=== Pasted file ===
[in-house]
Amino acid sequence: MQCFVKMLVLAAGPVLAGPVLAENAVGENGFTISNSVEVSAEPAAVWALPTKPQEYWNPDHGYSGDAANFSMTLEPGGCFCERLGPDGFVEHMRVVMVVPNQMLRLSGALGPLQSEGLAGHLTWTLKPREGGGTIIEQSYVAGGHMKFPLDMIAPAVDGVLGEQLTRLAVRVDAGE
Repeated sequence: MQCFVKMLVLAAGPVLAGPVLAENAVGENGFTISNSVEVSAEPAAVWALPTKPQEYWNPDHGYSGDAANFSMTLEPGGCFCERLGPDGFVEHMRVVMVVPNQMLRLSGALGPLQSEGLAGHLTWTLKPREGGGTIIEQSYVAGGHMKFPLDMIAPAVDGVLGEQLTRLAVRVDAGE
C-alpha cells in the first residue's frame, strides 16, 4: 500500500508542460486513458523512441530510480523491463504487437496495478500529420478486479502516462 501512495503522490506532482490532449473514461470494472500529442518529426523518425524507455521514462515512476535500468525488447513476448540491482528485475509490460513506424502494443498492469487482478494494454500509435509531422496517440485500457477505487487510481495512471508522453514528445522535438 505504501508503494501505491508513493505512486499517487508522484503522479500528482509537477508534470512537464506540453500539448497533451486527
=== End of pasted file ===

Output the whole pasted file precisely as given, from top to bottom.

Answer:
[in-house]
Amino acid sequence: MQCFVKMLVLAAGPVLAGPVLAENAVGENGFTISNSVEVSAEPAAVWALPTKPQEYWNPDHGYSGDAANFSMTLEPGGCFCERLGPDGFVEHMRVVMVVPNQMLRLSGALGPLQSEGLAGHLTWTLKPREGGGTIIEQSYVAGGHMKFPLDMIAPAVDGVLGEQLTRLAVRVDAGE
Repeated sequence: MQCFVKMLVLAAGPVLAGPVLAENAVGENGFTISNSVEVSAEPAAVWALPTKPQEYWNPDHGYSGDAANFSMTLEPGGCFCERLGPDGFVEHMRVVMVVPNQMLRLSGALGPLQSEGLAGHLTWTLKPREGGGTIIEQSYVAGGHMKFPLDMIAPAVDGVLGEQLTRLAVRVDAGE
C-alpha cells in the first residue's frame, strides 16, 4: 500500500508542460486513458523512441530510480523491463504487437496495478500529420478486479502516462 501512495503522490506532482490532449473514461470494472500529442518529426523518425524507455521514462515512476535500468525488447513476448540491482528485475509490460513506424502494443498492469487482478494494454500509435509531422496517440485500457477505487487510481495512471508522453514528445522535438 505504501508503494501505491508513493505512486499517487508522484503522479500528482509537477508534470512537464506540453500539448497533451486527